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Old 09-30-2004, 12:40 PM
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Bill Bill is offline
Join Date: Feb 2003
Location: The mountains of Scottsdale, AZ, and the beaches of Maine
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Properly charging a battery, and then keeping it charged without overcharging it, is a fairly complex process. Starting with a somewhat discharged battery, there are three steps (or stages) involved in doing it properly.

Stage 1 - Constant charge current. The charger pushes a constant (and rather hefty) current into the battery, and monitors the battery voltage. As the battery accepts charge, its voltage gradually rises. When the battery voltage reaches a preset trigger point, the charger cuts off the high current, and goes to Stage 2.

Stage 2 - Constant charge voltage. In opposite fashion from Stage 1, the charger maintains a constant battery voltage (typically 14.2-14.5 volts), and monitors the current entering the battery. As the battery continues to charge, it accepts less and less current. When the current drops down to a preset trigger point, the charger stops, and goes to Stage 3.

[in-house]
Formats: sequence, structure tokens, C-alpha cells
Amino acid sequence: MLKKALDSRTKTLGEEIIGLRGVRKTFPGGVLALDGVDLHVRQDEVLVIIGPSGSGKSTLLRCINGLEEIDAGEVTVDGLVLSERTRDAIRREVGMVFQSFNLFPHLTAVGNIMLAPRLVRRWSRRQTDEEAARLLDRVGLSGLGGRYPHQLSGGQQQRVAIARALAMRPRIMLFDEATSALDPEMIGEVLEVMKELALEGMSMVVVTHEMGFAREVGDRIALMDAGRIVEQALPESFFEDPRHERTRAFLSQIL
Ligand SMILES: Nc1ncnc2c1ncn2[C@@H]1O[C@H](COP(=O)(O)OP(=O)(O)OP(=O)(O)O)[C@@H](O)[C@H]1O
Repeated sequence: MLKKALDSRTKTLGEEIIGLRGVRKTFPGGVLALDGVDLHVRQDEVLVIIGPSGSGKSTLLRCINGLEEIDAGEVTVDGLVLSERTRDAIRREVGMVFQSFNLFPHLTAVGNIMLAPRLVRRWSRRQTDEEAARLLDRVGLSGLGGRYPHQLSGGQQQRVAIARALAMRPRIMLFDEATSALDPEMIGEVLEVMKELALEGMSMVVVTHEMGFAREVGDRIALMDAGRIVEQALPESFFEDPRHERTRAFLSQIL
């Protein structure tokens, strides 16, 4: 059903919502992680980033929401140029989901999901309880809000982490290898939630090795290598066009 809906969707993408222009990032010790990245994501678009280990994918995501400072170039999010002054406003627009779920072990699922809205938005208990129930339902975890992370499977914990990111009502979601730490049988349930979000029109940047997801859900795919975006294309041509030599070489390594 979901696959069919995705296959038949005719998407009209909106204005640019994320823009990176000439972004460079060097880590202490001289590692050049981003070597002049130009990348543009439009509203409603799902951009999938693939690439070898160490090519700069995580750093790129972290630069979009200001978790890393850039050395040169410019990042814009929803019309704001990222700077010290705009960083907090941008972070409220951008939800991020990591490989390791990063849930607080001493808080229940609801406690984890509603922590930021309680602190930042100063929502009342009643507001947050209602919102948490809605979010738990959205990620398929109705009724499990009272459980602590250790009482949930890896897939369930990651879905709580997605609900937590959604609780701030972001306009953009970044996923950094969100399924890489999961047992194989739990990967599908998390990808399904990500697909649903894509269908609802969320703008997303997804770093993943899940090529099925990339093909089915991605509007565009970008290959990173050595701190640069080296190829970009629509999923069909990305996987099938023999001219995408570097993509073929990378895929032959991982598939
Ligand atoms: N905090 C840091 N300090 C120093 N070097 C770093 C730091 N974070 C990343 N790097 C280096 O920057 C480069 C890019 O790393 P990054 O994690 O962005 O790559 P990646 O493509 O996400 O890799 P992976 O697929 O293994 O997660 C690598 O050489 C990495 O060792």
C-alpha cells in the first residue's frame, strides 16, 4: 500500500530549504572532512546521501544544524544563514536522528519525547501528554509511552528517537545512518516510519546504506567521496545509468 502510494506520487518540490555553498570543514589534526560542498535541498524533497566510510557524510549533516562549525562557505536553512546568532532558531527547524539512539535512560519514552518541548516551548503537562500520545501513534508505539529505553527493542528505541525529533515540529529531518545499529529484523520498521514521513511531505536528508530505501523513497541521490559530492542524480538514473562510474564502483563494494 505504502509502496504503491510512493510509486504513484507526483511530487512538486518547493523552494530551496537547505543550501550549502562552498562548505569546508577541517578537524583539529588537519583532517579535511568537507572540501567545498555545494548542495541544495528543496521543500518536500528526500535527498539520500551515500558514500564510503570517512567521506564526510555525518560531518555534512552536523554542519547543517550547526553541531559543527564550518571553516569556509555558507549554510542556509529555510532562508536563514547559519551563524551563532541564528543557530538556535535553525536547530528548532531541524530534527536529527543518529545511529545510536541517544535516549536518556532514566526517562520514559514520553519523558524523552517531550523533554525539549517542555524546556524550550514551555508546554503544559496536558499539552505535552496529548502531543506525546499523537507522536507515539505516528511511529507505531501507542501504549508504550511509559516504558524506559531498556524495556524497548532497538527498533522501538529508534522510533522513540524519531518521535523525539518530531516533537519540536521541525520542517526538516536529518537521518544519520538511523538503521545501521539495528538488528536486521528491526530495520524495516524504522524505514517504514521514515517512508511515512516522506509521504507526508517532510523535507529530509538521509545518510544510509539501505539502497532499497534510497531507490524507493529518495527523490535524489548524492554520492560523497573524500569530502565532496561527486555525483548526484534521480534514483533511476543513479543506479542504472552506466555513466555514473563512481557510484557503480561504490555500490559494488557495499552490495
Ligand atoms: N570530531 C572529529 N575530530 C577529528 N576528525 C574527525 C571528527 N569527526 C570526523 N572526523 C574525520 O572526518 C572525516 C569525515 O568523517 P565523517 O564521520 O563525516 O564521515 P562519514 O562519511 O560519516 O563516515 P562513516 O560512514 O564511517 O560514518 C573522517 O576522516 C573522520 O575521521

Stage 3 - Constant but reduced battery voltage. The charger reduces its output voltage (typically to 13.7 volts or so) and holds it there. Because of the lower voltage, the charge current drops to zero, but as the battery slowly self-discharges, the charger detects this and drips in just enough charge to make up for it. If there are small parasitic loads that discharge the battery (such as the gas detector in the TM), Stage 3 will drip in enough charge to make up for these, as well.

If you switch on a big load, such as lights or a refrigerator, the charger detects this condition, and responds by switching back to Stage 2 or 1 as needed.

The important thing about Stage 3 is that it has a lower charge voltage than Stage 2; this is what prevents it from overcharging the battery. This is the signature of a good three-stage charger. If it doesn't drop the voltage, it is just advertising hype.


A cheapie garage-type charger has only Stage 1 - it will cram a high current into the battery for as long as you leave it connected. If you leave it connected more than a few hours, the electrolyte will boil dry. This is accompanied by much fizzing and spitting of acid, and generation of explosive hydrogen gas. The whole process destroys the battery very quickly.

A more expensive garage-type charger has Stages 1 and 2. Because it cuts back the charge current, it won't overcharge your battery as fast as a one-step charger - but it will overcharge it in a few days. Complete destruction takes longer - but it will happen.

Incidentally, the Magnetek 6300-series converter that came with the older TM's has a two-stage charger. Stage 1 is kind of a wimpy - it will do the initial charge at only about 5 amps. On the other hand, the 6300 switches to Stage 2 based on battery voltage, as is proper. But contrary to common belief, the newer Magnetek 7300-series converter also has a 2-stage charger. The 7300 has a much more powerful Stage 1 - but it switches to Stage 2 based on elapsed time, not rising voltage. If you fail to buy the optional timer, it is just a simple 1-stage charger.